The Jiangxi Provincial Higher People's Court began hearing the case in which Zou Yong, a businessman who formally acknowledged Wang as his master before November 2012, is suing Wang over a housing contract dispute involving more than 30 million yuan (4.8 million U.S. dollars).

The trial opened a day after authorities in Jiangxi's city of Pingxiang, Wang's hometown, opened an investigation into Wang's alleged illegal medical practices.

China Central Television (CCTV) on Sunday broadcast an investigative report on Wang, describing him as a swindler who made his fortune by fooling celebrities and government officials.

Prior to the trial, Zou, chairman of the Pingxiang-based Jiangxi Tianyu Fuel Group, said he paid 5 million yuan in fees to become Wang's disciple in 2009, but Wang did not teach him ways to master qigong. "Most of the time he asked me to practice on my own."

Wang, on the other hand, said he never fooled people into giving him money.

"I'm not this kind of person, or I wouldn't have so many billionaires as my friends," Wang said in an interview with Xinhua.

He added that whether he has supernatural powers or not, he performs for fun just two or three times a year and does not make money from it.


Billionaire Jack Ma Yun, former Minister of Railways Liu Zhijun, and movie stars Jet Li, Vicki Zhao Wei and Li Bingbing are just a few of the high-profile clients that have gone to Wang's villa for help.

After pictures taken of Wang Lin surfaced online, Li Bingbing and Jack Ma Yun quickly explained their involvement with him.

Li Bingbing acknowledged to the Beijing News that she once sought help for her mother's illness. She added that it will take time to see if Wang's treatment is effective.

Jack Ma Yun, on the other hand, wrote on Sina Weibo, China's Twitter-like microblogging platform, "My friends often criticize me for showing interest in 'non-scientific' knowledge. Exploration, appreciation and curiosity in the unknown have always been my interest. Finding out the secrets behind the unknown is exciting."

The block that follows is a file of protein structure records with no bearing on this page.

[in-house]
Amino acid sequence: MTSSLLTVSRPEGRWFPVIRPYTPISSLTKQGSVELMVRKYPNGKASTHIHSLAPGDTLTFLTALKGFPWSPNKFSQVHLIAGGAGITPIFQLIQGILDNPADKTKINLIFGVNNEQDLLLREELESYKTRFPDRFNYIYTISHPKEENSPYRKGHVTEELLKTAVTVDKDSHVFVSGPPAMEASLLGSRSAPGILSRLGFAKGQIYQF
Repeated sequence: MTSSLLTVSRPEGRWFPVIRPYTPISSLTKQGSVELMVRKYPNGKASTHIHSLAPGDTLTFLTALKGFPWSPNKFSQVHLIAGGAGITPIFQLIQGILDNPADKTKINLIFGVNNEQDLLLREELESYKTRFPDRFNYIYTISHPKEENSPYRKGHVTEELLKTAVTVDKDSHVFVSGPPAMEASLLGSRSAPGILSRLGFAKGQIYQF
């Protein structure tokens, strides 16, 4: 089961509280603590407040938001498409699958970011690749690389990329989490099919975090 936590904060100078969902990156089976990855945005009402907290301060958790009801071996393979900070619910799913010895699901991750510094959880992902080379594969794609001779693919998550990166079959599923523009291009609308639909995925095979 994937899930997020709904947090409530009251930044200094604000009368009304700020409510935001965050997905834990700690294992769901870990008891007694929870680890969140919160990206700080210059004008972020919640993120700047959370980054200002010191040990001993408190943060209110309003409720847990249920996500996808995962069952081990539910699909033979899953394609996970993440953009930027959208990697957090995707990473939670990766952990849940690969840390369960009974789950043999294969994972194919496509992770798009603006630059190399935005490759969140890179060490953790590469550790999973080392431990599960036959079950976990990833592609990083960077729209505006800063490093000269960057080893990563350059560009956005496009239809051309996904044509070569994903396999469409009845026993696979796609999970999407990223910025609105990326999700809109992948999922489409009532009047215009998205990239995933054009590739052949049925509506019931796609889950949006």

However, many Internet users are curious about why Wang's supposed feats have piqued the interest of so many superstars and high-ranking officials.

Zhou Xiaozheng said curiosity and superstition led people to visit Wang. "But unfortunately, Wang did not safeguard corrupt officials like Liu Zhijun from downfall."

"Ignorance and corruption are the reasons why 'masters' like Wang rise to fame," said Sima Nan.


Cases like Wang's are not that unusual, as people claim to have the power to cure illnesses from time to time.

In 2010, Zhang Wuben, a self-proclaimed nutritionist, became a guru overnight through his food therapy forums on a television program. His hallmark theory held that mung beans could be a panacea and his book, "Eat Out the Diseases You Have Eaten," became a best-seller.

Zhang's medical qualifications were later exposed as false and his theories have been refuted, as followers failed to find a cure to their diseases through expensive consultations with Zhang.

In 2011, Ma Yueling, once considered the "Health Godmother" in China, claimed that she cured diseases ranging from cancer to amyotrophic lateral sclerosis (ALS) through a variety of unorthodox treatments.

It later came to light that Ma was a nurse without the necessary certifications or qualifications to prescribe treatments.